The BMCM+AC Performance Initiative kicks off during ReVIEWING Black Mountain College 9 with the Southeast Premiere of the acclaimed work Black Mountain Songs. Commissioned and produced by the Brooklyn Youth Chorus and BAM, and curated by Bryce Dessner (The National) and Richard Reed Parry (Arcade Fire), Black Mountain Songs is inspired by Black Mountain College, its prolific community of artists, and their work, and rekindles the College’s utopian spirit. The Chorus performs music written for them by eight composers: Dessner and Parry, as well as Pulitzer Prize-winner Caroline Shaw, Nico Muhly, Aleksandra Vrebalov, John King, Tim Hecker, and Jherek Bischoff. Featuring contributions from filmmaker Matt Wolf (Wild Combination: A Portrait of Arthur Russell), Black Mountain Songs is an expansive choral and visual work. This exquisite production premiered at BAM in 2014. New Amsterdam Records released an acclaimed recording of the work—Brooklyn Youth Chorus’ first album—earlier this year.

The BMCM+AC Performance Initiative will continue during the week of March 13, 2018, when BMCM+AC and UNC Asheville present The Principles of Uncertainty, a new evening-length dance theater work by choreographer John Heginbotham and author/illustrator Maira Kalman. Heginbotham will direct and choreograph the work, while Kalman will oversee all elements of design—sets, props, projections and costumes. Kalman will also be present on stage, alongside six members of Dance Heginbotham, an actor and live musicians. Composer Colin Jacobsen—a member of string quartet Brooklyn Rider, chamber ensemble The Knights, and Yo-Yo Ma’s Silk Road Ensemble—serves as Music Director of the project. Members of The Knights will perform live.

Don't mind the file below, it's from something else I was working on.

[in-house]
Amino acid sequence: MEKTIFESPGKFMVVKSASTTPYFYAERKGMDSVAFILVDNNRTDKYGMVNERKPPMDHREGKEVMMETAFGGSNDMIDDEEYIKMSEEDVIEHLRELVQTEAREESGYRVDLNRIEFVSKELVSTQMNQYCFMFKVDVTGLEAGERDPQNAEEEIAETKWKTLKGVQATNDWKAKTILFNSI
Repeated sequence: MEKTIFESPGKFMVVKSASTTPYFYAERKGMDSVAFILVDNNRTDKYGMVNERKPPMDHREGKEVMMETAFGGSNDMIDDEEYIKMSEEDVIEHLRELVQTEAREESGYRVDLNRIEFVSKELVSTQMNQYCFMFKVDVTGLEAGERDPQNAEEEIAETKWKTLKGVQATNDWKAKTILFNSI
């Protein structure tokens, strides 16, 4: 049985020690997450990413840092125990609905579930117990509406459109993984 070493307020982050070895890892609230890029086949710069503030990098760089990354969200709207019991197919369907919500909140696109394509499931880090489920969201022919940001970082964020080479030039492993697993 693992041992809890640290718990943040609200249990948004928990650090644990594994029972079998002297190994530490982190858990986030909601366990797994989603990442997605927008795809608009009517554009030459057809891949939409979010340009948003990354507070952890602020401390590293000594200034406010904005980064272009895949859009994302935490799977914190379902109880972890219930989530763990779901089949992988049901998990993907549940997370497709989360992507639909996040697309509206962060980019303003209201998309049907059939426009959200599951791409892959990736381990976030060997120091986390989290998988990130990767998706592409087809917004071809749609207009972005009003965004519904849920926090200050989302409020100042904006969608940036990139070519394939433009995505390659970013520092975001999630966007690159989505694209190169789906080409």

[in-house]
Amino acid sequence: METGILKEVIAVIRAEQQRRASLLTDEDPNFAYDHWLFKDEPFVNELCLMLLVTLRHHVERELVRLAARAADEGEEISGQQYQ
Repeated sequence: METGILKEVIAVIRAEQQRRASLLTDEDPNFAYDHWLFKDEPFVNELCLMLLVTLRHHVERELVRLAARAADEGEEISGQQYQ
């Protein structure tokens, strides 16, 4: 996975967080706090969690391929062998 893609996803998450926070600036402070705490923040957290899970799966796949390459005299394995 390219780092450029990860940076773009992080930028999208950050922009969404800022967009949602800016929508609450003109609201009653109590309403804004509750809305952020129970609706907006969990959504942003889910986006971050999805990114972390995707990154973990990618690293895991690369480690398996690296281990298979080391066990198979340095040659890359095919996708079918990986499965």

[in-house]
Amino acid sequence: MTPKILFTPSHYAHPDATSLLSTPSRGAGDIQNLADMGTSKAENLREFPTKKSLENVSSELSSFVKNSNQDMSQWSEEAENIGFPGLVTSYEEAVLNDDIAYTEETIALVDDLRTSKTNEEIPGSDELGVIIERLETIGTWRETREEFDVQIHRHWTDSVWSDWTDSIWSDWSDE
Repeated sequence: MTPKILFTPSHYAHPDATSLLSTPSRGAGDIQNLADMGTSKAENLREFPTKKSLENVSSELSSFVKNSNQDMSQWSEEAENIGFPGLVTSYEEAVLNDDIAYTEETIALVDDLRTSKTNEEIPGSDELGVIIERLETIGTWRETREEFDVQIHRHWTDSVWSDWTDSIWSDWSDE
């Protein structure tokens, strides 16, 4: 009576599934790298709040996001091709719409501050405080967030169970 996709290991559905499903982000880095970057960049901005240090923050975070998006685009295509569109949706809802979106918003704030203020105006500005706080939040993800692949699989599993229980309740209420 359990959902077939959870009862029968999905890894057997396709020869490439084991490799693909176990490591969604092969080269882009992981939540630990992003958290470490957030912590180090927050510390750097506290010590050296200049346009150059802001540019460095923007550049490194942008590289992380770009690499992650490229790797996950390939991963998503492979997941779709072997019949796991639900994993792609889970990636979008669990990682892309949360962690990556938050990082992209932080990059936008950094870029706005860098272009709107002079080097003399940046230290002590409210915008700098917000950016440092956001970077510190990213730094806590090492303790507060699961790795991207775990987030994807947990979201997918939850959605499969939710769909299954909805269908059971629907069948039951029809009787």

Active Archive: Martha McDonald

“We do not always create ‘works of art,’ but rather experiments; it is not our ambition to fill museums: we are gathering experience.”—Josef Albers, Artist, Black Mountain College Faculty 1933-49

The Active Archive represents an ambitious new direction for Black Mountain College Museum + Arts Center (BMCM+AC), both programmatically and artistically. While BMCM+AC has included contemporary work in past exhibitions, this will be the first time it commissions new work and offers an artist residency.

The Active Archive Initiative will give interdisciplinary artist Martha McDonald time to conduct research, incubate ideas, and make new work. In the research and planning phase of the project, she will explore how objects and ideas from the museum’s collection, the historic Lake Eden campus, and the city of Asheville itself can be stitched together to reveal new dimensions of the Black Mountain College (BMC) story, and how it connects to contemporary culture and art practice.

Martha McDonald is an interdisciplinary artist whose performances and installations feature handcrafted costumes and objects that she activates through gestures of making, unmaking and singing to transmit narrative. McDonald’s practice often focuses on site-specific “interventions” in historic house museums, rare book libraries, cultural institutions, and botanic gardens to investigate the sites and their stories in order to explore how public places connect with personal histories and emotional states. Her work involves deep archive/collections research in order to uncover hidden or forgotten histories. She invites audiences to experience sites and collections from an artist’s perspective.

McDonald’s project will bring the archive and ideas of BMC alive between Sept. 29 and Dec. 30, 2017, in both BMCM+AC exhibition spaces in downtown Asheville. The project includes an exhibition, a 96-page catalogue, and community programs including a performance, conference presentation, and a gallery walk-through/talk. McDonald’s Active Archive work will create a contemporary platform to advance the discourse surrounding the living ideas and history of BMC. The result will be a gathering place for community conversations among artists, audiences, scholars and students within the new exhibition.